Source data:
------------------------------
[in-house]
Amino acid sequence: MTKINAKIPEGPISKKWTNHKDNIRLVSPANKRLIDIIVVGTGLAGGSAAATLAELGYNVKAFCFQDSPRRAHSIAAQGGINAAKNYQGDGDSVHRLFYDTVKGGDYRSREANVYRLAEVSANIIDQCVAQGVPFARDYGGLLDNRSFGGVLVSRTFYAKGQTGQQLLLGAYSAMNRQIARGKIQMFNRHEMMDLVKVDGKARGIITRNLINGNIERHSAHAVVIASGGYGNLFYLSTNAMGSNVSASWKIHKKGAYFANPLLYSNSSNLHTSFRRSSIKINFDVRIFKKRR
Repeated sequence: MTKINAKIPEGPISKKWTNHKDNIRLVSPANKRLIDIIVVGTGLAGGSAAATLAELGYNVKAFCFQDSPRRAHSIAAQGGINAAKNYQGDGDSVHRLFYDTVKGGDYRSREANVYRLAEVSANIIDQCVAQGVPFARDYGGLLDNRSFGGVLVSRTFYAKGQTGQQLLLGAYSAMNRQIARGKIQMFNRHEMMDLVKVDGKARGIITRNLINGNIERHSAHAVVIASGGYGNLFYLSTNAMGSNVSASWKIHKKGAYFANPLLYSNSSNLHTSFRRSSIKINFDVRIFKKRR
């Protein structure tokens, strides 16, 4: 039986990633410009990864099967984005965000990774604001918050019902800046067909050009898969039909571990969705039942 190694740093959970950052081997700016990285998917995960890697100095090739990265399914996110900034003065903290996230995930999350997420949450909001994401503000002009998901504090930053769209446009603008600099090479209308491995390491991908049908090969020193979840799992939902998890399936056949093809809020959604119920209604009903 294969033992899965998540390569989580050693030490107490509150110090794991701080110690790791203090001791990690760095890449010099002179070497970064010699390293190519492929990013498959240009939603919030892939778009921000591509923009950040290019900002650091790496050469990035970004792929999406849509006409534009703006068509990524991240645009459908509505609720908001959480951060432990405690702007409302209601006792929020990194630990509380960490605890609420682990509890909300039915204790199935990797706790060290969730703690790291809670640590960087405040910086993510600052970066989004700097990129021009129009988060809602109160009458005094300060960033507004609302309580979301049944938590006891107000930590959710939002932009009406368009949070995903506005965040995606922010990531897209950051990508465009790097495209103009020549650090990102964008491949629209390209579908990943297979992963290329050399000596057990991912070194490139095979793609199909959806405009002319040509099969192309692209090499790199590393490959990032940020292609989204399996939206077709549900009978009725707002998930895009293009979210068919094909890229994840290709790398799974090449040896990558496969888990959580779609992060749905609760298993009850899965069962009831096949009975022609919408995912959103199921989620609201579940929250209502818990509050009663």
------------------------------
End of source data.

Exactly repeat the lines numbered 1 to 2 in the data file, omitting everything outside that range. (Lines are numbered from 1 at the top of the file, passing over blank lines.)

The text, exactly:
[in-house]
Amino acid sequence: MTKINAKIPEGPISKKWTNHKDNIRLVSPANKRLIDIIVVGTGLAGGSAAATLAELGYNVKAFCFQDSPRRAHSIAAQGGINAAKNYQGDGDSVHRLFYDTVKGGDYRSREANVYRLAEVSANIIDQCVAQGVPFARDYGGLLDNRSFGGVLVSRTFYAKGQTGQQLLLGAYSAMNRQIARGKIQMFNRHEMMDLVKVDGKARGIITRNLINGNIERHSAHAVVIASGGYGNLFYLSTNAMGSNVSASWKIHKKGAYFANPLLYSNSSNLHTSFRRSSIKINFDVRIFKKRR